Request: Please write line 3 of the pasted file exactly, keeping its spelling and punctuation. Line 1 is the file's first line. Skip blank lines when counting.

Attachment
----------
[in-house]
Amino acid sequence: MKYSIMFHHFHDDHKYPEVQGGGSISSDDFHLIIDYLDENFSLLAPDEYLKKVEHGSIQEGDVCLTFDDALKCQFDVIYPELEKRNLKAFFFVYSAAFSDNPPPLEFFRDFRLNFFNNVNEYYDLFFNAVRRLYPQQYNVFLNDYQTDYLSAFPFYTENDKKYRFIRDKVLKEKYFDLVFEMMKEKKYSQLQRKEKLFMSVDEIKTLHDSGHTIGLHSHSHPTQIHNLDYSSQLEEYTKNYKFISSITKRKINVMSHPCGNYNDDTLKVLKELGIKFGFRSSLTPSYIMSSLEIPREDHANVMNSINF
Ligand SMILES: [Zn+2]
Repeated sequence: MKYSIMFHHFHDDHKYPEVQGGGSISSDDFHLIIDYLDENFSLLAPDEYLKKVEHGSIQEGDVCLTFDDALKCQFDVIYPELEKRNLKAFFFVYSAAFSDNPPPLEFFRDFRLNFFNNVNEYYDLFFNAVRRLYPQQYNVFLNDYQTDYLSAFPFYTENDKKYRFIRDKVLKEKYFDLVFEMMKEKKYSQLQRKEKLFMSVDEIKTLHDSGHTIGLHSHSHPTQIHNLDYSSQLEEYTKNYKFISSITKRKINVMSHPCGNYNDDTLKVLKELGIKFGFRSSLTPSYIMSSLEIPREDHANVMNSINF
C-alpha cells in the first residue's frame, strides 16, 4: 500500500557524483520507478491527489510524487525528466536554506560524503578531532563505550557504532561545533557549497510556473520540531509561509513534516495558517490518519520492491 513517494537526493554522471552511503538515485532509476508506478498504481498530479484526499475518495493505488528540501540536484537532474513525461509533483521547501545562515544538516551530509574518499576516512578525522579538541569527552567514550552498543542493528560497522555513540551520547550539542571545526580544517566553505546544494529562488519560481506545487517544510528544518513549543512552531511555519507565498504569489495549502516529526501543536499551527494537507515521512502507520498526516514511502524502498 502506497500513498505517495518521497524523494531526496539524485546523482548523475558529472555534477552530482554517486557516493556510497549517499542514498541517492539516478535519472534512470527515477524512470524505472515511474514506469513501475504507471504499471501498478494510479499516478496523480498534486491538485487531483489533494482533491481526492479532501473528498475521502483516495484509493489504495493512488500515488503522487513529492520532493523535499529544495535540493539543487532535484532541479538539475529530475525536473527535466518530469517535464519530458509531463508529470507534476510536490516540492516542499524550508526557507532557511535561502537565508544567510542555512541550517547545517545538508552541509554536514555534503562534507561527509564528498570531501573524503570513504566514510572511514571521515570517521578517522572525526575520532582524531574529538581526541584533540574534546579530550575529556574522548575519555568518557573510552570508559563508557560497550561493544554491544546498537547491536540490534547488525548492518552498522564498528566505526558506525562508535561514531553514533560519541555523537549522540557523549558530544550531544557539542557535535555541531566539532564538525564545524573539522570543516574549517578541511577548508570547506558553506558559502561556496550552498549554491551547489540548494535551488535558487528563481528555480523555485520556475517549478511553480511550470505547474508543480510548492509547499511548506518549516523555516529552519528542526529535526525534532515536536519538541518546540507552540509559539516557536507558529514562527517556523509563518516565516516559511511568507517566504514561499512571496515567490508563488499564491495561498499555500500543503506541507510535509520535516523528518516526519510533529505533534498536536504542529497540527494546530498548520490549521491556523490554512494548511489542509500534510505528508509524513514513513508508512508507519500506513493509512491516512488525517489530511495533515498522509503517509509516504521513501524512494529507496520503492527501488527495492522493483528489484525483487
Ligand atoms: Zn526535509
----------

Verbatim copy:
Ligand SMILES: [Zn+2]